Light and electron microscopy
Springer Online Journal Archives 1860-2000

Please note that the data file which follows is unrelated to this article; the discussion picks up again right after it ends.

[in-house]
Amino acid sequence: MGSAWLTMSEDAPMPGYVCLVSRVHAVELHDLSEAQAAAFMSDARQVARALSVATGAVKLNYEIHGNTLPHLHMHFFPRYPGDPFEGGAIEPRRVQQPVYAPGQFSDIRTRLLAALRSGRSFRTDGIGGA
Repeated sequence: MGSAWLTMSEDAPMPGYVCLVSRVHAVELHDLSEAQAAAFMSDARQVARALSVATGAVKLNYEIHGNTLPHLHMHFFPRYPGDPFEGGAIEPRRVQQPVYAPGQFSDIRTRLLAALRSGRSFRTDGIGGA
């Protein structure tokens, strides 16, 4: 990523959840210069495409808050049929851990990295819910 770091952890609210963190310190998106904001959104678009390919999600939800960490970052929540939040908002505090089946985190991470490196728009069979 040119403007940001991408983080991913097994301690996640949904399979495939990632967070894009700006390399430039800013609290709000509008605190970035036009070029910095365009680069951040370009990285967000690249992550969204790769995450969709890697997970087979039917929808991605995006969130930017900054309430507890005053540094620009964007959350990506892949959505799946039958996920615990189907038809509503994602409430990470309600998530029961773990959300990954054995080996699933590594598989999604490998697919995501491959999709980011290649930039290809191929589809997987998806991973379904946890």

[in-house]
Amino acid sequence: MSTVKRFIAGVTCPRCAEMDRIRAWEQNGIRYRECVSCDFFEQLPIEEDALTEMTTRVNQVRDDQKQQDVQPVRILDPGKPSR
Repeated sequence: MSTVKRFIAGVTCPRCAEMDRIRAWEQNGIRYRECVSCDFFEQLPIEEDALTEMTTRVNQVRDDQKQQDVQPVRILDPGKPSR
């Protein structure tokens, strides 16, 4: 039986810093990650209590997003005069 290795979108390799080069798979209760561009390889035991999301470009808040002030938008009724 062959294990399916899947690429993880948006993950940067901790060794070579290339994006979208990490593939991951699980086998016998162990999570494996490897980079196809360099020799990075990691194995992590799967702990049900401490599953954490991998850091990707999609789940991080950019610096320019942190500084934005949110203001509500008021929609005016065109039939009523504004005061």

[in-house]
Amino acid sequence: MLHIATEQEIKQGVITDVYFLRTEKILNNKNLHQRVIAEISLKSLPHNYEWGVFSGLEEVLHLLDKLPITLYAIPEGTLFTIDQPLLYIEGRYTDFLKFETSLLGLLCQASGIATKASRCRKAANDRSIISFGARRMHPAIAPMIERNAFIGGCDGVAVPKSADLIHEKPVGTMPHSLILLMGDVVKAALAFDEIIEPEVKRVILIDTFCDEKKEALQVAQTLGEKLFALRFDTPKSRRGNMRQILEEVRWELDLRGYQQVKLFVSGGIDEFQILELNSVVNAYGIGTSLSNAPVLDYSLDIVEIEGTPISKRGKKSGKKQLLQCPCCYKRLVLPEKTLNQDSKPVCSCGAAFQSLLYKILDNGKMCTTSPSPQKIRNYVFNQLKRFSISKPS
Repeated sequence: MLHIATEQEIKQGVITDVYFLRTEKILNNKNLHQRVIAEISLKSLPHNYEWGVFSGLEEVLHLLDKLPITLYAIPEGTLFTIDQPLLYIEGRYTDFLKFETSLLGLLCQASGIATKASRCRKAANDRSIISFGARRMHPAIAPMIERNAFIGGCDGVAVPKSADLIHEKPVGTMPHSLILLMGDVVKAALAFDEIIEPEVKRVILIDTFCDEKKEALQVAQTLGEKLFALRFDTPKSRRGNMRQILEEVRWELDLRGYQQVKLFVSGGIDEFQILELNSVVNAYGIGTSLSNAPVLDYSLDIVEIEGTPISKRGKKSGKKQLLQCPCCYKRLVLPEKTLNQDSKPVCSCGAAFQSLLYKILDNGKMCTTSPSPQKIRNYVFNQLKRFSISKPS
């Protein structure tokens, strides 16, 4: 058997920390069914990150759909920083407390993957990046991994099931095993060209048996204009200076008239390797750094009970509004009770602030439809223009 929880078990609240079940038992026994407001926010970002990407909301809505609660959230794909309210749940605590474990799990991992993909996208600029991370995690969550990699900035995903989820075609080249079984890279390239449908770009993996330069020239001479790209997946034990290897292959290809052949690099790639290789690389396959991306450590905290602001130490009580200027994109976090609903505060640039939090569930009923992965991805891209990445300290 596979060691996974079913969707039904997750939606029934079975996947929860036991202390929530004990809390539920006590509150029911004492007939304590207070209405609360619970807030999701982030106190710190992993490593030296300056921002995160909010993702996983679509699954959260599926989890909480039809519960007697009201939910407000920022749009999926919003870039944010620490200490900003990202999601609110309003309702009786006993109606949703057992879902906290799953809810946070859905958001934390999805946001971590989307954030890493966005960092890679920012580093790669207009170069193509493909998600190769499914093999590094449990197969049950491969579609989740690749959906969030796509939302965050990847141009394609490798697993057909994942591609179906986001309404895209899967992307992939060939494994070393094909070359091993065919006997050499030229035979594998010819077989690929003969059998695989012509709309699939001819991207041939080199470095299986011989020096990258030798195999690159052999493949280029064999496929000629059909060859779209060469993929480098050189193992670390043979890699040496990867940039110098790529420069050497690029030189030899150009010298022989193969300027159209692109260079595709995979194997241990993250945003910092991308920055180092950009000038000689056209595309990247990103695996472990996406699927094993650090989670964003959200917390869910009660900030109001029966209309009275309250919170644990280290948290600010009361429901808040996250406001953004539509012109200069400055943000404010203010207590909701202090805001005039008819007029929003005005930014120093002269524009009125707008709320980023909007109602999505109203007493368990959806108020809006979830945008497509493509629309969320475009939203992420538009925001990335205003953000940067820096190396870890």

Summary About 360 offspring of a tri-parental cross were screened by gel electrophoresis and unexpectedly one of them did not contain chromosome 1B ω-gliadins derived from either of the primary parents. A line disomic for the ω-gliadin null was developed from the surviving embryo half of the unique grain. Two dimensional electrophoresis revealed that all the storage protein genes at Gli-B1, coding for γ-gliadins, β-gliadins and low-molecular-weight subunits of glutenin as well as the ω-gliadin, were not expressed. The nuclei of dividing root-tip cells were shown by light microscopy to lack the normal short-arm satellites of chromosome 1B, indicating that the genes for the missing storage proteins had been lost through a terminal deletion. Using a radioactive ribosomal RNA probe, the deficient 1B chromosomes were shown to contain ribosomal RNA genes demonstrating that at least two-thirds of the short arm was still present. Examination of serial sections of chromosome 1B at metaphase by low-power electron microscopy showed that the point of scission of this chromosome was within the secondary constriction where the ribosomal RNA genes are located. The Gli-B1 locus must therefore be carried on the short-arm satellite. Transmission of the deficient chromosome from female gametes to progeny was normal (i.e., about 50%) but from pollen it was poor (8.8%). Recombination mapping indicated that the distance from the ribosomal RNA genes (Nor1) to Glu-B1 was 22 cM, equivalent to 13 cM from Nor1 to the centromere.
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